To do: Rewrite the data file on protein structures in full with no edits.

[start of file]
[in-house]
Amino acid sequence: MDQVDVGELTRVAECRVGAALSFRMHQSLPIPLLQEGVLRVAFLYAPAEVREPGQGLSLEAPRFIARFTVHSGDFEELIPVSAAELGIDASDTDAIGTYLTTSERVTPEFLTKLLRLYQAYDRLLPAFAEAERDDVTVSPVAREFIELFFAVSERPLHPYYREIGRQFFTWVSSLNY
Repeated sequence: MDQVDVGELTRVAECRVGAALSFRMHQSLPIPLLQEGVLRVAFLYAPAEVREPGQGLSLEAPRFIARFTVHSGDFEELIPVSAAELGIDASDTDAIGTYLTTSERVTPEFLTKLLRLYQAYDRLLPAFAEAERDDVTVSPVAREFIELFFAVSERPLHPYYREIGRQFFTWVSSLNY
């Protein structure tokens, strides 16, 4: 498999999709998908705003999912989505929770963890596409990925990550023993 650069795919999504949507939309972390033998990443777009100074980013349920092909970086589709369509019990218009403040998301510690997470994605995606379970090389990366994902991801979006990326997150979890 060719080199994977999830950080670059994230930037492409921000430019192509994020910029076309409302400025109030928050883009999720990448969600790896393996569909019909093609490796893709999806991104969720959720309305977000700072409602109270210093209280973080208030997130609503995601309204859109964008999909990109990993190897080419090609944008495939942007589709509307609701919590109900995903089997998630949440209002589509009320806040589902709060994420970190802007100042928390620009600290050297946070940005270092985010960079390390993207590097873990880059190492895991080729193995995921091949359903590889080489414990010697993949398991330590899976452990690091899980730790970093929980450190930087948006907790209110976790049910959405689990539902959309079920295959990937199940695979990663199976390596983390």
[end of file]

[in-house]
Amino acid sequence: MDQVDVGELTRVAECRVGAALSFRMHQSLPIPLLQEGVLRVAFLYAPAEVREPGQGLSLEAPRFIARFTVHSGDFEELIPVSAAELGIDASDTDAIGTYLTTSERVTPEFLTKLLRLYQAYDRLLPAFAEAERDDVTVSPVAREFIELFFAVSERPLHPYYREIGRQFFTWVSSLNY
Repeated sequence: MDQVDVGELTRVAECRVGAALSFRMHQSLPIPLLQEGVLRVAFLYAPAEVREPGQGLSLEAPRFIARFTVHSGDFEELIPVSAAELGIDASDTDAIGTYLTTSERVTPEFLTKLLRLYQAYDRLLPAFAEAERDDVTVSPVAREFIELFFAVSERPLHPYYREIGRQFFTWVSSLNY
């Protein structure tokens, strides 16, 4: 498999999709998908705003999912989505929770963890596409990925990550023993 650069795919999504949507939309972390033998990443777009100074980013349920092909970086589709369509019990218009403040998301510690997470994605995606379970090389990366994902991801979006990326997150979890 060719080199994977999830950080670059994230930037492409921000430019192509994020910029076309409302400025109030928050883009999720990448969600790896393996569909019909093609490796893709999806991104969720959720309305977000700072409602109270210093209280973080208030997130609503995601309204859109964008999909990109990993190897080419090609944008495939942007589709509307609701919590109900995903089997998630949440209002589509009320806040589902709060994420970190802007100042928390620009600290050297946070940005270092985010960079390390993207590097873990880059190492895991080729193995995921091949359903590889080489414990010697993949398991330590899976452990690091899980730790970093929980450190930087948006907790209110976790049910959405689990539902959309079920295959990937199940695979990663199976390596983390």